Detection and control circuitry 32' includes a potentiometer 60' which detects position p proportional to position P, as described above with reference to FIG. 2, and provides position input Vp to UP and DOWN comparators 210 and 212, respectively. Microswitch (adjustable) limit stops (not shown) may be incorporated either alternatively or in addition to the up and down controls of circuitry 32'. Other sensors than microswitches or potentiometer 60' may be employed. Limits of UP and DOWN comparators 210 and 212 may be manually set, as indicated on FIG. 3, or perhaps adaptively modified.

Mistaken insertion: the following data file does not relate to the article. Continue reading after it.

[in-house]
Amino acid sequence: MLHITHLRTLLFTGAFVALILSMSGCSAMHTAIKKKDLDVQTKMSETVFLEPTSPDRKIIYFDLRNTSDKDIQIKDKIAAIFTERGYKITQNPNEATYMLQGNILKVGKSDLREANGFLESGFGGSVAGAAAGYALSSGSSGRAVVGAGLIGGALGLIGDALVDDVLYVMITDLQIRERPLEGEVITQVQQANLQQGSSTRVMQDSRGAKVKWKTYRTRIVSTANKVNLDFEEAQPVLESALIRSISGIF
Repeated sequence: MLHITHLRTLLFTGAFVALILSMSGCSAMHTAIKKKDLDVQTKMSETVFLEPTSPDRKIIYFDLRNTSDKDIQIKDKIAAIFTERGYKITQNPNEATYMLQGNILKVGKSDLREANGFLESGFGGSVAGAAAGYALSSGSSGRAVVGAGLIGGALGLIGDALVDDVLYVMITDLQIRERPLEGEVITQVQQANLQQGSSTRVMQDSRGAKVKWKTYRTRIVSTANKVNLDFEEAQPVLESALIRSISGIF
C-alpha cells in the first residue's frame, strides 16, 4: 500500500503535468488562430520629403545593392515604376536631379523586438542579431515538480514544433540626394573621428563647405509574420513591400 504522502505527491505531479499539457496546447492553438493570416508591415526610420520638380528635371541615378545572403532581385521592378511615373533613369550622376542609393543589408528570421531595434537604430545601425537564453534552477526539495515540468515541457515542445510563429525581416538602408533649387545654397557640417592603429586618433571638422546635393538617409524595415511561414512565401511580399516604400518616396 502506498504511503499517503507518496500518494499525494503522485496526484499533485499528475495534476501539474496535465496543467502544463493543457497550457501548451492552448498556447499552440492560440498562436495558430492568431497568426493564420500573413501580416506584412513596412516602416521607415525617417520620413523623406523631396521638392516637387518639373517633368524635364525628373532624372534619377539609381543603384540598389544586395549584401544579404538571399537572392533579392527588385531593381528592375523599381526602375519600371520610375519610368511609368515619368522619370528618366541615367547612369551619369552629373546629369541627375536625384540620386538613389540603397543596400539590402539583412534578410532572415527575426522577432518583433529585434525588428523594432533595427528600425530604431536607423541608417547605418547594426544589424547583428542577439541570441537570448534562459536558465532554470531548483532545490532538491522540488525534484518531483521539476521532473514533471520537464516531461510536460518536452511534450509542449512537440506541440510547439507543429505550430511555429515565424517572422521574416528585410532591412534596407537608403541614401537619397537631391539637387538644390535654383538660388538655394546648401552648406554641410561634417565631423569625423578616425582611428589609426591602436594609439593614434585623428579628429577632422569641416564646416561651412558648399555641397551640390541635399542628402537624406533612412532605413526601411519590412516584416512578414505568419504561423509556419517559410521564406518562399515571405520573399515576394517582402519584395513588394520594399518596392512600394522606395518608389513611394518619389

The output of UP comparator 210 is connected to motor control 30' through an UP inverter 220 and an UP AND gate 222. The output of DOWN comparator 212 is connected to motor control 30' through a DOWN inverter 230 and a DOWN AND gate 232. The outputs of UP and DOWN comparators 210 and 212 are also S and R inputs, respectively, to a flip flop 240. In operation of the exercise mode, when position P reaches an extreme, the state of flip flop 240 is altered. For example, at the UP limit, output 01 of flip flop 240 goes negative and the UP inverted output also goes negative. Thus, the UP signal to motor control 30' is negative and up motion cannot occur. The output of DOWN comparator 212 is negative, the inverted signal is positive and output 02 of flip flop 240 is positive, causing DOWN AND gate 232 to be positive and motor control 30' driving motor 34' in the "down" direction. At the lower limit, the above is reversed and motor control 30' drives motor 34' in the "up" direction and the seeking of "up" and "down" limits causes device 12' to continually exercise the arm of person 10 (FIG. 1). Positive signals at inputs are required for AND gates 94 and 96 (FIG. 2B) and 222 and 232 (FIG. 3), since gate outputs remain negative if an input is open.